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Even Kramer’s excellent explanation of the book is at times circuitous and unstructured in part because it follows the flow of the original I and Thou book. Buber’s argument against this criticism was to once again explain that there are no quick steps to dialogue; I–Thou relating cannot be willed. He likened his role not to a teacher who tells others how to experience dialogue, but rather to a guide who is able to take the reader by the hand and point out of the window: I have no teaching. I only point to something.

It also reveals that in 2012 the UN Ethics Office published a ‘leader’s guide for 2012–2013’ and in it explained that ‘this Leader’s Guide provides you with everything you need to lead a dialogue with your staff about our responsibilities as international civil servants’. It seems that increasingly ‘leaders’ are expected to be ‘good’ at dialogue and this expectation is not limited to the popular press. A growing interest in the ‘leaders’ dialogue skills matches the ‘relational turn’ in the leadership literature detailed previously in this chapter.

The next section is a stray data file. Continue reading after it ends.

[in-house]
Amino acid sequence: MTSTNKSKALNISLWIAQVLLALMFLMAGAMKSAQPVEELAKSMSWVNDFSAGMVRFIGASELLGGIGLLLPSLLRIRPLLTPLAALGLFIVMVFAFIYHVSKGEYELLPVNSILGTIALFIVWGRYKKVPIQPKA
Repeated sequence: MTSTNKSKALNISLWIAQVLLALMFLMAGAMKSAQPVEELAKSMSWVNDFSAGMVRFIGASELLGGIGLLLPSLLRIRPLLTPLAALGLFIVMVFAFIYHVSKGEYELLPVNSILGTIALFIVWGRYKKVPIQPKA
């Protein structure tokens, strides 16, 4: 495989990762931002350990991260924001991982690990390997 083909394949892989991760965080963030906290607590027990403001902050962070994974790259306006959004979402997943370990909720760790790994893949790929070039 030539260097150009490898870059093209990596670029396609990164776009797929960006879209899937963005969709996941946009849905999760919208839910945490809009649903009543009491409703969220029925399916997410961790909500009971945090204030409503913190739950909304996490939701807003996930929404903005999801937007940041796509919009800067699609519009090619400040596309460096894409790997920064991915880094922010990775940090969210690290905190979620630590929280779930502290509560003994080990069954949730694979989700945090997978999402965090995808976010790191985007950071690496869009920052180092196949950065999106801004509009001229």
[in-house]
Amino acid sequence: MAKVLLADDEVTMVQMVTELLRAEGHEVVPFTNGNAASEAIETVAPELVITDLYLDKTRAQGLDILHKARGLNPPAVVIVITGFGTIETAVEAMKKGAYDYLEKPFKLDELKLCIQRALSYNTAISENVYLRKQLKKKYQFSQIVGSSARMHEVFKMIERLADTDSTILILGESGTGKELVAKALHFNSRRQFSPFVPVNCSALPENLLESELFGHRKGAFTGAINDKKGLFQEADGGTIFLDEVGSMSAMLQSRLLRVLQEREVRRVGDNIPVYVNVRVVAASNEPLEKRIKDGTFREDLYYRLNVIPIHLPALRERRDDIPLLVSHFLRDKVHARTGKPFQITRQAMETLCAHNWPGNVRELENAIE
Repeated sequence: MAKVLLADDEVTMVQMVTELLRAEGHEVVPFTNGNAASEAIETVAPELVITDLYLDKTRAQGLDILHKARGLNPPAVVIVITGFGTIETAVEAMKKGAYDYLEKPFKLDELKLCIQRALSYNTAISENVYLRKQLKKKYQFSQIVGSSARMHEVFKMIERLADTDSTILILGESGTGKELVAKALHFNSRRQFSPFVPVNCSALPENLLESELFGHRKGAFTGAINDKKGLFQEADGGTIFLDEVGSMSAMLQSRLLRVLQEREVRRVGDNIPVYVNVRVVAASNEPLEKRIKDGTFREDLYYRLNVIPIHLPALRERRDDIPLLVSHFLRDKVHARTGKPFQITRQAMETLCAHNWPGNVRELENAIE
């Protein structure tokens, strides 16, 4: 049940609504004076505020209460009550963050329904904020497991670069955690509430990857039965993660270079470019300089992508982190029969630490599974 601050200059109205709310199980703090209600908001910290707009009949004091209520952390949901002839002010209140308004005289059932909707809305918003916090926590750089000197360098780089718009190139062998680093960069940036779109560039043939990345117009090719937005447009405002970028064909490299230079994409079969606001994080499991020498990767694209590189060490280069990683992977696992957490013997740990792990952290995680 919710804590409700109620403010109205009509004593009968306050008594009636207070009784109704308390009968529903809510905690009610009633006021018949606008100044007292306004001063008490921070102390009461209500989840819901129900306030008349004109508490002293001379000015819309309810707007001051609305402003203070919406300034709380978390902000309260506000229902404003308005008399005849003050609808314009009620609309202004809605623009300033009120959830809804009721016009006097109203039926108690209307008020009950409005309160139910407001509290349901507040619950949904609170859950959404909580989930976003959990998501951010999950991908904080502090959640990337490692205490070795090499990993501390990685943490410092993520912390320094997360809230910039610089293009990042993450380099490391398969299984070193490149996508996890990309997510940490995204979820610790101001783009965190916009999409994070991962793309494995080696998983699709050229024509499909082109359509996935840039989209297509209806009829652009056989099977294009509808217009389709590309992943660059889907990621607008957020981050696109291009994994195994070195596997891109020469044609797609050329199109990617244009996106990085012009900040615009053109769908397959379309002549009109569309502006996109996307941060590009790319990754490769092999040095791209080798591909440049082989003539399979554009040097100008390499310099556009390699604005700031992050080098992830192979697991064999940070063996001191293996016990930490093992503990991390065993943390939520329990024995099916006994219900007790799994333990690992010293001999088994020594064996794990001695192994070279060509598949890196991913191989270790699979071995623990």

I am left wondering, if relational leadership is most concerned with the dynamic process of leadership, what might it be like, in a holistic sense, to be in relation within a context which is not limited to specific leadership roles? How might the quality of the leader– follower relation be described in all its messiness in order to suggest implications on matters such as decision-making and creativity that are essential in facing the challenges of the twenty-first century? I see Buber’s work as more concerned with the holistic nature of being in relation than Bakhtin’s, who, as I have said, was primarily interested in linguistics.

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